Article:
The Bobby Fuller Four’s second and best long-player opens with what is probably my pick for the band’s greatest moment and certainly one of their leader’s finest compositions. It’s not the title track, for “I Fought the Law” was penned by Sonny Curtis of The Crickets, a group most famous for their backing of Buddy Holly (Curtis joined after Holly’s plane crash demise; the original appears on 1960’s In Style with the Crickets.)
The tune is “Let Her Dance,” a delicious slice of guitar and vocal harmony driven pop-rock and easily one of ’65’s best singles. Perfectly calibrated for airplay, its 2:32 flows with expertly layered simplicity. Once established, none of the song’s elements drift far in their roles; not Fuller’s lead singing of his wounded-heart love lyrics or the gorgeous chiming and jangling of his and Jim Reese’s guitars, not the beautiful but non-grandiose backing vocals, not Randy Fuller’s bass, and definitely not DeWayne Quirico’s drumming, which with subtle alterations follows the same pattern throughout.
Individually, none of these aspects are especially noteworthy. It’s in the assemblage and the ensuing vigor of the captured performance that greatness is attained. And over the years, playing “Let Her Dance” has turned many a head that had erroneously pegged Bobby Fuller as basically a slightly displaced rockabilly guy.
It’s not exactly a secret, but the musical history of the 1960s is loaded with bands. A few got famous, some are still remembered, and many more hang in the purgatory of obscurity. From Los Angeles via Amarillo, TX, The Kitchen Cinq fell short of stardom but they definitely haven’t been forgotten; helping to insure their placement in the cultural memory is the most recent volume in Light in the Attic’s Lee Hazelwood Archive Series, When the Rainbow Disappears: An Anthology 1965-68. Collecting their LHI sessions, rare material as The Illusions and The Y’alls, and superb notes by Alec Palao, it’s out now on compact disc and double vinyl.
When the Rainbow Disappears carefully compiles the output of a worthwhile outfit, with The Kitchen Cinq’s background also shedding light on one of the decade’s more idiosyncratic pop artists in Lee Hazelwood. The set’s liners detail the Cinq’s struggles as the inaugural act on Lee Hazelwood Industries, the story providing supporting roles to vocalist Suzi Jane Hokom and fellow Amarillo scenester and future songwriter of note J.D. Souther.
Consisting of Dale Gardner on lead vocals, Mark Creamer on lead guitar, Jim Parker on rhythm guitar, Dallas Smith on bass, and Johnny Stark on drums, The Kitchen Cinq’s early Amarillo days were spent as The Illusions. Taken from two sessions, the five glimpses of these origins are amongst When the Rainbow Disappears’ best attributes.
Divided between three originals and two covers, these entries simultaneously illuminate the infancy of The Kitchen Cinq and present the fruits of a perfectly sturdy mid-‘60s rock ‘n’ roll band. More to the point, they got work; The Illusions’ ’65 date offers “Young Boy,” a solid beat-combo-styled number from Parker with harmonica and appealing tandem vocals and a surprisingly non-rote cover of “Searchin’” by The Coasters that surely went down a storm during gigs.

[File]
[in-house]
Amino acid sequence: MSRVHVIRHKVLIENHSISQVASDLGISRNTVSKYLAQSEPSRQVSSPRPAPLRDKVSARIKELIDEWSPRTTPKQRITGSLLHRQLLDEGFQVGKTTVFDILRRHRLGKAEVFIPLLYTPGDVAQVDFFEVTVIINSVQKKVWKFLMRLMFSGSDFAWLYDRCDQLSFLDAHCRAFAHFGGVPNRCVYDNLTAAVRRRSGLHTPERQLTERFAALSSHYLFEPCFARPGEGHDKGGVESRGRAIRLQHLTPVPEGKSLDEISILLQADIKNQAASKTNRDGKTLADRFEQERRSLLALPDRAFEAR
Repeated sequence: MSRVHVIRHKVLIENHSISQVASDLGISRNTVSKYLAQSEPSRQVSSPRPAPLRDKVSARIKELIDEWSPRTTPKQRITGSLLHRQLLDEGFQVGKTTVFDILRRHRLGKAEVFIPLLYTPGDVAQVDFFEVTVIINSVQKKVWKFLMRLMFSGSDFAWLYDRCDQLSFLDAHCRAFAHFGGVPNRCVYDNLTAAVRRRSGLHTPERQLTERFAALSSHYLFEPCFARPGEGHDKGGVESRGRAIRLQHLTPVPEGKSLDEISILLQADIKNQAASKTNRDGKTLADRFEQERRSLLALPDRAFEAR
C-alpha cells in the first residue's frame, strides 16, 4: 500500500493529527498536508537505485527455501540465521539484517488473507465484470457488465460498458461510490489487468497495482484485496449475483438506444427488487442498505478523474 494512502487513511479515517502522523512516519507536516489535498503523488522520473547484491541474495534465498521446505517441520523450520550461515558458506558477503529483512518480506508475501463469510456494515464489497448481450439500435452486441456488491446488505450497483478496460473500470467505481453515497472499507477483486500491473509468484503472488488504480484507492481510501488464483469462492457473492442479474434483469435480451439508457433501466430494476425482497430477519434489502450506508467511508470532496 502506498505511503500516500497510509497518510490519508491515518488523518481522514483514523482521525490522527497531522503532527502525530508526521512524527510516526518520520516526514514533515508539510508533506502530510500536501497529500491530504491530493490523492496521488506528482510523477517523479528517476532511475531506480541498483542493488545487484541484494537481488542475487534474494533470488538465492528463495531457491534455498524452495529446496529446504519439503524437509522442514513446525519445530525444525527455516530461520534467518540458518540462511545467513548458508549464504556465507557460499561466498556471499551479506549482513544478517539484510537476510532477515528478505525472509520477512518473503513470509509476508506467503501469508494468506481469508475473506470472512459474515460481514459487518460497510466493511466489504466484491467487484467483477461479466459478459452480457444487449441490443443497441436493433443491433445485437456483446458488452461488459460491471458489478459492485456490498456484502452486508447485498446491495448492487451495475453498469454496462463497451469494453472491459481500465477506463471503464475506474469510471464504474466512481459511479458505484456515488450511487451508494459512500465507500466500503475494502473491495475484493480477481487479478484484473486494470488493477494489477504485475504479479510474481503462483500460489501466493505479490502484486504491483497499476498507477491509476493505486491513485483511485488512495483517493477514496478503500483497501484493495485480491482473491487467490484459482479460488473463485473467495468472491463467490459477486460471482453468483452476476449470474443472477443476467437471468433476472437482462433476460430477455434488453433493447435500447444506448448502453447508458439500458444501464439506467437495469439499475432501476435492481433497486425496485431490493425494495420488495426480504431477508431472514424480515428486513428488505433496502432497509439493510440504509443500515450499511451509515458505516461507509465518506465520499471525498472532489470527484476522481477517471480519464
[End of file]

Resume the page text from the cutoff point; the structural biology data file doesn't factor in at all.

Those nutty over shoegaze may know Paul Baker from Skywave and Ceremony. Since 2012 he’s been busy in Static Daydream, a project finding him in cahoots with girlfriend and musical collaborator Jamie Casey. Their 4-song cassette “The Only One” was issued last year and now here’s a self-titled LP; like Baker’s previous outfits Static Daydream is disinclined toward untapped aural horizons, instead striving to invigorate long-ensconced ideas. Limited edition vinyl in an edition of 150 in black and 100 in “Orange Crush with Black Haze” is out through Saint Marie and Moon Sounds Records.
Akin to Static Daydream, Skywave was based in Fredericksburg, VA. A trio composed of Baker on guitar, Oliver Ackerman on bass, and John Fedowitz on drums, their geographical circumstance has been suggested as a disadvantage, Skywave apparently plagued with audience neglect while extant. Beginning in 1998 they released four full-lengths and a few singles and EPs, the group going out on a qualitative high-note early in ’04 with Synthstatic.
Post-breakup Ackerman moved to Brooklyn and formed the considerably higher-profile A Place to Bury Strangers; he’s also notable for effects pedal company/defunct warehouse space Death By Audio. Baker and Fedowitz remained homebodies and worked together as Ceremony, the pair issuing three albums and a bunch of short-players prior to Baker’s exit and the subsequent formation of Static Daydream.
If Skywave’s existence was basically unimaginable without the precedent established by My Bloody Valentine and likeminded acts of their era, the same can be said for Ceremony, though the choice of moniker might tip-off the reader to Baker and Fedowitz’s interest in the adjustment period betwixt Joy Division and New Order. Utilizing programmed beats and a familiar vocal inflection infused with waves of distortion, Ceremony initially resonated like the Brothers Reid ambushing A Factory Record.
In 1972 the late guitarist John Hulburt, then based in Chicago, self-released his sole album. Decades later a copy was plucked from a Windy City record bin by Ryley Walker, the contents so impressing Hulburt’s fellow string slinger that he partnered with Tompkins Square’s Josh Rosenthal to produce its reissue. Featuring 20 tracks of nimble fingerpicking and a demeanor suggesting Berkeley or Greenwich Village in the heart of the 1960s, Opus III is available now on LP/CD/digital.
Opus III is John Hulburt’s lone full-length (there is no Opus I or II), but it wasn’t the extent of his studio experience; roughly five years earlier he was a part of Chicago garage act The Knaves. Managing a pair of singles in ’67 for the Dunwich label, their complete recordings were recently compiled by Sundazed on the 10-inch “Leave Me Alone!”